Owen's budget doesn't allow for much detail in his rather scuzzy VR world - it's all out of date computer equipment and bulk rented neon lighting. I wondered if the British cast, who all sport US accents with varying degrees of success, would revert to natural tongues a la 1999's eXistenZ, but no, this just seems a way to sell the film across the channel. The key problem with Let's Be Evil is that it's just terribly boring. The character of Ariel, who carries the film's expository weight, is as engaging as a sat nav system from Argos. And the children, who could have been the real core of the film, are just a bunch of drama school poppets. Even Julian Scherle's soundtrack, very reminiscent of this year's Mr Robot series (which he also scored) and 2014's It Follows (which he didn't) soon starts to grate, suggesting as it does a level of sophistication which the film can't hope to match.
The Evil in Us (Canada 2016: Dir Jason William Lee) It took good old William Hurt a series of dunkings in an immersion tank and a night out on the peyote to find his inner beast in Ken Russell's 1980 movie Altered States. It takes a dodgy bag of cocaine to achieve the same effects in a matter of minutes in The Evil in Us - a sign of the march of disposable society I suppose.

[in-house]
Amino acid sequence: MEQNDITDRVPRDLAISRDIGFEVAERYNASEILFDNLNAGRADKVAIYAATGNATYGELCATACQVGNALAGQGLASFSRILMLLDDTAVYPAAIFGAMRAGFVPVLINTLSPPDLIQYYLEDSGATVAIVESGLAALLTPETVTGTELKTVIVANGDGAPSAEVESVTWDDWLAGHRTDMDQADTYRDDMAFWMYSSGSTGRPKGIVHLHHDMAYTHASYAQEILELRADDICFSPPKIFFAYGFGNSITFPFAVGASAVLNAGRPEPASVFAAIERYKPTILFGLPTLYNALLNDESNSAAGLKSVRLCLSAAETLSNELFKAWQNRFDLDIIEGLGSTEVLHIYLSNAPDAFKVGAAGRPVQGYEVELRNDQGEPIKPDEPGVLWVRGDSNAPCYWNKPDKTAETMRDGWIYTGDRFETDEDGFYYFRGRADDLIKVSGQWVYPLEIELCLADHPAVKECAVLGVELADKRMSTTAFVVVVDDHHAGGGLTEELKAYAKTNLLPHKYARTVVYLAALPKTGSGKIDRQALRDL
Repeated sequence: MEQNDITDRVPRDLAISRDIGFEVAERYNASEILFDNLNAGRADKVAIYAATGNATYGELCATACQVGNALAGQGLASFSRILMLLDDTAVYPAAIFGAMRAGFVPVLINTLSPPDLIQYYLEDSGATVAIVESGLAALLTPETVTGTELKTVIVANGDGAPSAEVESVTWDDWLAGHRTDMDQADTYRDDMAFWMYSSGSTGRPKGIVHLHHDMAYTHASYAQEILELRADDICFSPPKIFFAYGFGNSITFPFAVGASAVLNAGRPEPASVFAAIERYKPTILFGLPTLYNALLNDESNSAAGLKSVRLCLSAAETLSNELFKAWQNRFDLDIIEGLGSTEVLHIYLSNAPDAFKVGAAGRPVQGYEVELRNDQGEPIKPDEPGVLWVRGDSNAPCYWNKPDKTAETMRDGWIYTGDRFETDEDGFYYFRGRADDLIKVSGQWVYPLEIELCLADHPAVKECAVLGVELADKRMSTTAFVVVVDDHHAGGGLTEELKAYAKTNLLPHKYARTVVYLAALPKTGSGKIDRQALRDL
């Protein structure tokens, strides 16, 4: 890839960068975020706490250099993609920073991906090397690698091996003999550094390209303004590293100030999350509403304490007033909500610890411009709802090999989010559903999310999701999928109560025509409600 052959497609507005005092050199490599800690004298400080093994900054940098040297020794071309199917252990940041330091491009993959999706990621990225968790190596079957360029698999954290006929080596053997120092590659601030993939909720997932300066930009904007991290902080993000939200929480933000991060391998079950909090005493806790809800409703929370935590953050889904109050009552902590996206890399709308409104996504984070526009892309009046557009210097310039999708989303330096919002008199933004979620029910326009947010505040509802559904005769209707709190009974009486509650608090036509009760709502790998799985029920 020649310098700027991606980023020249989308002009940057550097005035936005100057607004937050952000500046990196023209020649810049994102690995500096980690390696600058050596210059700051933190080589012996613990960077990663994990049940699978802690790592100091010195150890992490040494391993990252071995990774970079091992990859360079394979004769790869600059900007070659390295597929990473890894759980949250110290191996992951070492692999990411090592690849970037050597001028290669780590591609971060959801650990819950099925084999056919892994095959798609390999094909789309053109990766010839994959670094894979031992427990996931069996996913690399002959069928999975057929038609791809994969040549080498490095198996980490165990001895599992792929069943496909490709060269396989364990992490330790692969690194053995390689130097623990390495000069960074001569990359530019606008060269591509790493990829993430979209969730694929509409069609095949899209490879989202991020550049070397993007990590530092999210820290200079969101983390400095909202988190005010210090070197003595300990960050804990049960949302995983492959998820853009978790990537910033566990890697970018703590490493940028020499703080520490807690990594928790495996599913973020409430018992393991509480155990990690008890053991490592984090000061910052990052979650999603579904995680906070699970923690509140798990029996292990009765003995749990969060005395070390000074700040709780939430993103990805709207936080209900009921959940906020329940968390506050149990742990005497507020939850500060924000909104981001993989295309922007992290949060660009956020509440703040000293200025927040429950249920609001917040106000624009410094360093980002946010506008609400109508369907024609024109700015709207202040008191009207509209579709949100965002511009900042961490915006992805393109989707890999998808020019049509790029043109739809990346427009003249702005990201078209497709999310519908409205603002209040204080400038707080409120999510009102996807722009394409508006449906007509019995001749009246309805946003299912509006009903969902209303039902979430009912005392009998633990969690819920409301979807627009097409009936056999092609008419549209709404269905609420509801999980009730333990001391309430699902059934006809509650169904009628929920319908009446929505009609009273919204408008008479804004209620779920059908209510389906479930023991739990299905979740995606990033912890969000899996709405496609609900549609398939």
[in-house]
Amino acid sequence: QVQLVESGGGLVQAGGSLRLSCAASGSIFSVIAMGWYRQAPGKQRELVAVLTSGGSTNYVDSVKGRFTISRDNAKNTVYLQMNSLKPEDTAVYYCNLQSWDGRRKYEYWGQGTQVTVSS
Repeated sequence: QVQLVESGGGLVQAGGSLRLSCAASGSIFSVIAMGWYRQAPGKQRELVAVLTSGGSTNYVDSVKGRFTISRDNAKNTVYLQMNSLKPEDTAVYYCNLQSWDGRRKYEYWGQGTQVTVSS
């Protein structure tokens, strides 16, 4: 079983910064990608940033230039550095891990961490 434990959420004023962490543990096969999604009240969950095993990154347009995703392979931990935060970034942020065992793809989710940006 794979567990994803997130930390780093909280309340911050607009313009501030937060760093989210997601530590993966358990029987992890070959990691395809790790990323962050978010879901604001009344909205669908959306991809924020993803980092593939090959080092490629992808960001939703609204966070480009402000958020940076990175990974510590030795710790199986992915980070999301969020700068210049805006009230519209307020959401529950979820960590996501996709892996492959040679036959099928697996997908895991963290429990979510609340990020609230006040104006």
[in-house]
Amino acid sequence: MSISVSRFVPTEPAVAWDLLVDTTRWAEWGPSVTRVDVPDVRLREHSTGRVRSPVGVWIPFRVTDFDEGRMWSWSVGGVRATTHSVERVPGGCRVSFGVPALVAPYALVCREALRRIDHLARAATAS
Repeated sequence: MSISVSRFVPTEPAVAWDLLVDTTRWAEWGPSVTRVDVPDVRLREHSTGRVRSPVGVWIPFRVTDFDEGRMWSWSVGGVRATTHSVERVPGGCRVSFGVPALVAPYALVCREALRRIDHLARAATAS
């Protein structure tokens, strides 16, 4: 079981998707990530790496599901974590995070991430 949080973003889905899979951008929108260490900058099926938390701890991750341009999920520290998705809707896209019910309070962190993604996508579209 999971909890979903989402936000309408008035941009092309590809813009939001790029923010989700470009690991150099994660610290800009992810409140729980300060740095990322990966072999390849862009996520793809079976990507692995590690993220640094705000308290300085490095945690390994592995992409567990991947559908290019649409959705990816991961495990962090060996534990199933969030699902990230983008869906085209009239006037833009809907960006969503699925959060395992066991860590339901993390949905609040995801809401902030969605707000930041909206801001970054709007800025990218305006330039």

Five friends meet up for a Fourth of July weekend, little knowing that one among them has become infected and will soon transform into a cannibalistic primal beast - and then spread whatever he has to the others. Jason William Lee's film is basically 28 Days Later wrapped up in some weird science and a police procedural, the latter story strand singularly failing to find its feet. It takes a hell of a long time to get going, but when the beasts come out to play it certainly has its moments. The ending looks like it drifted in from another film altogether, with some extremely laughable make up and a political payoff that 'trumps' (and if you see it you'll know what I'm going on about) all the other storylines, and could lead you to read the movie's title in a slightly different way. A mediocre effort then but not without a sense of trying, even if it does feel like two or three separate films bolted together.